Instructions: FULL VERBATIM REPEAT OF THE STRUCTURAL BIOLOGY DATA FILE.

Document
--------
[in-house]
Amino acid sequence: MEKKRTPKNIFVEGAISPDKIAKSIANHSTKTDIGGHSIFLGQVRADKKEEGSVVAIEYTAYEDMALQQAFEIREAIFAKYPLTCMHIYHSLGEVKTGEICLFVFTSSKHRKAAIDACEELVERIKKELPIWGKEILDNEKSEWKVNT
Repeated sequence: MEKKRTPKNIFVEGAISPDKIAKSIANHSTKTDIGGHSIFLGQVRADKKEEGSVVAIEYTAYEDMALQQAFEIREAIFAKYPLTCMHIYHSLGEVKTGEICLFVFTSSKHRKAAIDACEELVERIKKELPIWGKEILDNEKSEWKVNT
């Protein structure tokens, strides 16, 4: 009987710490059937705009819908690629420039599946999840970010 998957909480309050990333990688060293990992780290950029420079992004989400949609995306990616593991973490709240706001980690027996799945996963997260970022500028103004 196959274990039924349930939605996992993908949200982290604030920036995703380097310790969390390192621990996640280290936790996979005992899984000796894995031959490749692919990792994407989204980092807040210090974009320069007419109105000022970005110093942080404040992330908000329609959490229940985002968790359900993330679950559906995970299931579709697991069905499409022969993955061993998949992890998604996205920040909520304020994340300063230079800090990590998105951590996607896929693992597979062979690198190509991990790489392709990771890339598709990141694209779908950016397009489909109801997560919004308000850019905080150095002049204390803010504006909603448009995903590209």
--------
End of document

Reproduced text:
[in-house]
Amino acid sequence: MEKKRTPKNIFVEGAISPDKIAKSIANHSTKTDIGGHSIFLGQVRADKKEEGSVVAIEYTAYEDMALQQAFEIREAIFAKYPLTCMHIYHSLGEVKTGEICLFVFTSSKHRKAAIDACEELVERIKKELPIWGKEILDNEKSEWKVNT
Repeated sequence: MEKKRTPKNIFVEGAISPDKIAKSIANHSTKTDIGGHSIFLGQVRADKKEEGSVVAIEYTAYEDMALQQAFEIREAIFAKYPLTCMHIYHSLGEVKTGEICLFVFTSSKHRKAAIDACEELVERIKKELPIWGKEILDNEKSEWKVNT
């Protein structure tokens, strides 16, 4: 009987710490059937705009819908690629420039599946999840970010 998957909480309050990333990688060293990992780290950029420079992004989400949609995306990616593991973490709240706001980690027996799945996963997260970022500028103004 196959274990039924349930939605996992993908949200982290604030920036995703380097310790969390390192621990996640280290936790996979005992899984000796894995031959490749692919990792994407989204980092807040210090974009320069007419109105000022970005110093942080404040992330908000329609959490229940985002968790359900993330679950559906995970299931579709697991069905499409022969993955061993998949992890998604996205920040909520304020994340300063230079800090990590998105951590996607896929693992597979062979690198190509991990790489392709990771890339598709990141694209779908950016397009489909109801997560919004308000850019905080150095002049204390803010504006909603448009995903590209």